•  fails to comply with a prohibition notice contemplated in section 21;
  •  fails to comply with a spectator exclusion notice contemplated in section 22;
  • possesses a prohibited or restricted object or substance within a stadium or venue or along a route;
  • fails to comply with a lawful request of or directive given by a police official, or hinders, interferes with or obstructs a police official, a private security service provider, a member of the event safety and security planning committee, an access control officer, a peace officer, a member of the emergency or essential services, or a member of a local authority, in the carrying out of their duties;
  • throws, kicks, knocks or hits any object within a stadium, venue or along a route or its respective precincts at or towards (i) the playing area, or any area adjacent to the playing area to which spectators are not generally admitted; or (ii) any area in which spectators or other persons are or may be present without authorisation;
  • damages or destroys any movable or immovable property inside a stadium or venue or along a route or its respective precincts without authorisation;
  • engages in delinquent and antisocial behavior inside a stadium or venue or along a route or its respective precincts, including engaging in racist, vulgar, inflammatory, intimidating or obscene language or behavior;
  • enters a designated area or traffic free zone inside a stadium, venue or route or its respective precincts, without the prior written authorization of a controlling body, event organiser or stadium or venue owner; or
  • conducts commercial activities at the event without authorization of the event organiser.

Anyone who is convicted of any of the above offences in terms of the SSREA is liable to a fine or imprisonment for a period not exceeding five years or both a fine and imprisonment. The examples of offences listed above are offences that are frequently committed at sports events. The conduct complained about in the SA Rugby example above is likely to qualify as “delinquent and antisocial behavior inside a stadium or venue… [that is] racist, vulgar, inflammatory, intimidating…” in terms of the SSREA. The conduct in the football examples falls into various, if not all the, offences listed above. Despite section 44 of the SSREA, event organisers always resort to their private rules and punish their members (mainly clubs). Clubs often complain about the “heavy-handed” approach by associations against clubs, but the clubs fail to utilise the SSREA remedies that are available to clubs as “event organisers” as defined in the SSREA.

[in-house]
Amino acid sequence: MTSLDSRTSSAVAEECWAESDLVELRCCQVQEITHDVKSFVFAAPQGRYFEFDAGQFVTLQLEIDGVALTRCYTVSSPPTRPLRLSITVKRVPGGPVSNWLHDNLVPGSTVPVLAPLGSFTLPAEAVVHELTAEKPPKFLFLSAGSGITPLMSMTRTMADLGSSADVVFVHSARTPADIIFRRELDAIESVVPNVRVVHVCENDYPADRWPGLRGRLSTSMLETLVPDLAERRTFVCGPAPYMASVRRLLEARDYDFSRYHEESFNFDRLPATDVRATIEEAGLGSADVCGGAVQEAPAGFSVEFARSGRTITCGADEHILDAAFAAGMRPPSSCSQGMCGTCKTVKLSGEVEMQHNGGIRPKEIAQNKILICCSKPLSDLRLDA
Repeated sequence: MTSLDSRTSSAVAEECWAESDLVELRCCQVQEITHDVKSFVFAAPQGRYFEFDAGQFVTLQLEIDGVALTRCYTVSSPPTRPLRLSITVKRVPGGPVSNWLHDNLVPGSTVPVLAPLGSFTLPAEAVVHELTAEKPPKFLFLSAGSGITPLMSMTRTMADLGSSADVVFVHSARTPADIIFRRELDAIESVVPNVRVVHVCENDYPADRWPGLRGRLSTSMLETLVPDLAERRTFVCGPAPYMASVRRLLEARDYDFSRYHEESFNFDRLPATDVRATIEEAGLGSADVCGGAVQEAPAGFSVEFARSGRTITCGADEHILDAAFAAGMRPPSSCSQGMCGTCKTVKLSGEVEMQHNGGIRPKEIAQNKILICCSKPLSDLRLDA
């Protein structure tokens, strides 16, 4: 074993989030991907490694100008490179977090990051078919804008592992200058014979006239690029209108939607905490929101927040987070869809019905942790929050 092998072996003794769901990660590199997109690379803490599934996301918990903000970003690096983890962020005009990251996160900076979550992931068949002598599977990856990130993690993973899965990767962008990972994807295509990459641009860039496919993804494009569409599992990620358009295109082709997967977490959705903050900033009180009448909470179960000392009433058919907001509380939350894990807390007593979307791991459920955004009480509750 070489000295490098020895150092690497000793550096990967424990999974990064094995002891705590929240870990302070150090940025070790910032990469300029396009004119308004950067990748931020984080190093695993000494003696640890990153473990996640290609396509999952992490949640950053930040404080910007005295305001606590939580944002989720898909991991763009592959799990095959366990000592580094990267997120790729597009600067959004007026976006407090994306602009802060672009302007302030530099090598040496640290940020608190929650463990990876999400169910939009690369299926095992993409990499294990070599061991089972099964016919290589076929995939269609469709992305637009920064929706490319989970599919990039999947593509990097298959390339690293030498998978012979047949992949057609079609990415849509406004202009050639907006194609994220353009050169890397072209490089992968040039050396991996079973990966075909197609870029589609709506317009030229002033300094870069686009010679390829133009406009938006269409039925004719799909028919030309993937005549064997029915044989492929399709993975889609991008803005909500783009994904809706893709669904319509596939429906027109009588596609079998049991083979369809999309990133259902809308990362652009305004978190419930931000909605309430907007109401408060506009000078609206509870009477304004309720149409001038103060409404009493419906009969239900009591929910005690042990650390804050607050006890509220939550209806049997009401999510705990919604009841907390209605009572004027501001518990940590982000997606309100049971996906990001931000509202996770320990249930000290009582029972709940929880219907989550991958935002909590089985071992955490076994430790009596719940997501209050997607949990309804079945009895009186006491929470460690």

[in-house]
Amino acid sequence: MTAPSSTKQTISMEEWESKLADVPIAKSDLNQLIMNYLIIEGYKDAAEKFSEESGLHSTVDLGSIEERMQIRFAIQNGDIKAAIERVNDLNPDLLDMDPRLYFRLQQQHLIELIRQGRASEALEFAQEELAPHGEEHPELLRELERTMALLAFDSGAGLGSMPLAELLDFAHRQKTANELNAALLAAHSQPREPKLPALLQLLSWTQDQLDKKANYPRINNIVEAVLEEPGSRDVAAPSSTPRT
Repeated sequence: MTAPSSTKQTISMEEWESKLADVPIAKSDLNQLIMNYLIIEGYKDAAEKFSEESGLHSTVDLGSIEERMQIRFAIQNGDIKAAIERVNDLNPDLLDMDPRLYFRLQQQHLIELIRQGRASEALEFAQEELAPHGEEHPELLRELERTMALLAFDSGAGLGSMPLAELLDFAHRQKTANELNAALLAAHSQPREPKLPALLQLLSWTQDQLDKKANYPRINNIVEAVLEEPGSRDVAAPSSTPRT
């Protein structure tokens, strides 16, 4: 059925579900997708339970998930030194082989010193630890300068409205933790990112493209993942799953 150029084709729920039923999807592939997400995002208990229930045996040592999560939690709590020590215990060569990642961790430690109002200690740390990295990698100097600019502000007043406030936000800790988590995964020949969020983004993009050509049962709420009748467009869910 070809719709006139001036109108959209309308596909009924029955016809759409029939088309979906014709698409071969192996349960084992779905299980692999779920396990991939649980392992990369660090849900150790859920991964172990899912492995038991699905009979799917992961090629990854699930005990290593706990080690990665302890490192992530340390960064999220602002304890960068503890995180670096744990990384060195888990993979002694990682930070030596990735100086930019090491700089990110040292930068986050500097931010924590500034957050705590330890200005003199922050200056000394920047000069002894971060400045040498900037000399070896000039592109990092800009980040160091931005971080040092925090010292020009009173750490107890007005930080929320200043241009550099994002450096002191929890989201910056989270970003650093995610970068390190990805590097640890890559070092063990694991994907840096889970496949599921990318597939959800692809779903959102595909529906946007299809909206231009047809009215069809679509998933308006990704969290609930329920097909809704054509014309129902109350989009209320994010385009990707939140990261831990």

There has, however, been an increase in the criminal prosecution of “sports hooligans”. Eleven of the hooligans that invaded the pitch at the Dr. Molemela Stadium where arrested and reported to have appeared in court on 16 April. The most recent and notable conviction sports hooligans is the conviction of nine hooligans in March 2019 following the horrific events at the Moses Mabhida Stadium in 2018 at the Nedbank Cup final between Free State Stars Football Club and Kaizer Chiefs. Of the nine, one (Khwezilomo Madiba) was sentenced to an effective three years in jail. However, it appears that the nine were convicted for the common law offence of public violence, or other offences, instead of an offence in terms of the SSREA. Their convictions and the imprisonment of Madiba are nevertheless welcome developments for safety at sports events.
4 – The hooligans or criminals can (and should) be kept away from sports events.

In addition to criminal prosecution, the SSREA (section 22) provides for Spectator Exclusion Notices as a remedy that is aimed at the troublemakers. It empowers “… the National Commissioner, event safety and security planning committee, authorised member or VOC [Venue Operation Centre] commander…” to issue a Spectator Exclusion Notice against a person or group of persons.A Spectator Exclusion Notice may be issued where “… reasonable grounds to believe that there is a threat that the attendance of a person or group of persons may result in the disruption of the event or cause injury to a person or damage to property…” What is required for a Spectator Exclusion Notice to be issued is “reasonable grounds to believe that there is a threat that the attendance of a person or group of persons may result in the disruption of the event or cause injury to a person or damage to property…” not a conviction for an offence in terms of the SSREA or other law.